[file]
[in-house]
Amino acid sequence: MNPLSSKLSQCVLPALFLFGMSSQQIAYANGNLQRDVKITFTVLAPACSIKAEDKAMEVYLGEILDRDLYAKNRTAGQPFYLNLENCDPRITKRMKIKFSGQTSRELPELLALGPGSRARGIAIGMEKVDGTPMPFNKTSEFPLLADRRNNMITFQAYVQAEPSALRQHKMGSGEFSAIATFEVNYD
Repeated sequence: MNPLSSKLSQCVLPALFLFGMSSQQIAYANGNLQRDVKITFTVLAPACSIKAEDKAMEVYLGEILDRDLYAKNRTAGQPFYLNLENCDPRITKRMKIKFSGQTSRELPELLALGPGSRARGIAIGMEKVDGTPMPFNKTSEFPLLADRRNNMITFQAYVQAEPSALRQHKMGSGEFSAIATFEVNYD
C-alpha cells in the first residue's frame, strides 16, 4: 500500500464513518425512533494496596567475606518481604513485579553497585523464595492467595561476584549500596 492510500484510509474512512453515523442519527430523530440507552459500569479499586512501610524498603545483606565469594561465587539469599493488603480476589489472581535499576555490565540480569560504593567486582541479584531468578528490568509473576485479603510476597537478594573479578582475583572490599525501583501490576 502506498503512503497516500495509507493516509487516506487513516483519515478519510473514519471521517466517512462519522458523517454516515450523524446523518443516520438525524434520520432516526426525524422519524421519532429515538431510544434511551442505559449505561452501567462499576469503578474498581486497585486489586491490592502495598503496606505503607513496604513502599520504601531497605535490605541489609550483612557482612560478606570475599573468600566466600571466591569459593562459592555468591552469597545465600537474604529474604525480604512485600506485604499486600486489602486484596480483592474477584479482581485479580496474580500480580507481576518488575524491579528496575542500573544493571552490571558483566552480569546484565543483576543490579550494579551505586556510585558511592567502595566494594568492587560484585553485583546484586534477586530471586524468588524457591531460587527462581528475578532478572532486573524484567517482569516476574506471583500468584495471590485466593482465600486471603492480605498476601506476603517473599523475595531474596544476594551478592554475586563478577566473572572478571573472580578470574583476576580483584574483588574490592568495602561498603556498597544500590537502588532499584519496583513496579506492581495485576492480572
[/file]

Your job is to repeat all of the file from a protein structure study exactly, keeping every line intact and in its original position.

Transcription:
[in-house]
Amino acid sequence: MNPLSSKLSQCVLPALFLFGMSSQQIAYANGNLQRDVKITFTVLAPACSIKAEDKAMEVYLGEILDRDLYAKNRTAGQPFYLNLENCDPRITKRMKIKFSGQTSRELPELLALGPGSRARGIAIGMEKVDGTPMPFNKTSEFPLLADRRNNMITFQAYVQAEPSALRQHKMGSGEFSAIATFEVNYD
Repeated sequence: MNPLSSKLSQCVLPALFLFGMSSQQIAYANGNLQRDVKITFTVLAPACSIKAEDKAMEVYLGEILDRDLYAKNRTAGQPFYLNLENCDPRITKRMKIKFSGQTSRELPELLALGPGSRARGIAIGMEKVDGTPMPFNKTSEFPLLADRRNNMITFQAYVQAEPSALRQHKMGSGEFSAIATFEVNYD
C-alpha cells in the first residue's frame, strides 16, 4: 500500500464513518425512533494496596567475606518481604513485579553497585523464595492467595561476584549500596 492510500484510509474512512453515523442519527430523530440507552459500569479499586512501610524498603545483606565469594561465587539469599493488603480476589489472581535499576555490565540480569560504593567486582541479584531468578528490568509473576485479603510476597537478594573479578582475583572490599525501583501490576 502506498503512503497516500495509507493516509487516506487513516483519515478519510473514519471521517466517512462519522458523517454516515450523524446523518443516520438525524434520520432516526426525524422519524421519532429515538431510544434511551442505559449505561452501567462499576469503578474498581486497585486489586491490592502495598503496606505503607513496604513502599520504601531497605535490605541489609550483612557482612560478606570475599573468600566466600571466591569459593562459592555468591552469597545465600537474604529474604525480604512485600506485604499486600486489602486484596480483592474477584479482581485479580496474580500480580507481576518488575524491579528496575542500573544493571552490571558483566552480569546484565543483576543490579550494579551505586556510585558511592567502595566494594568492587560484585553485583546484586534477586530471586524468588524457591531460587527462581528475578532478572532486573524484567517482569516476574506471583500468584495471590485466593482465600486471603492480605498476601506476603517473599523475595531474596544476594551478592554475586563478577566473572572478571573472580578470574583476576580483584574483588574490592568495602561498603556498597544500590537502588532499584519496583513496579506492581495485576492480572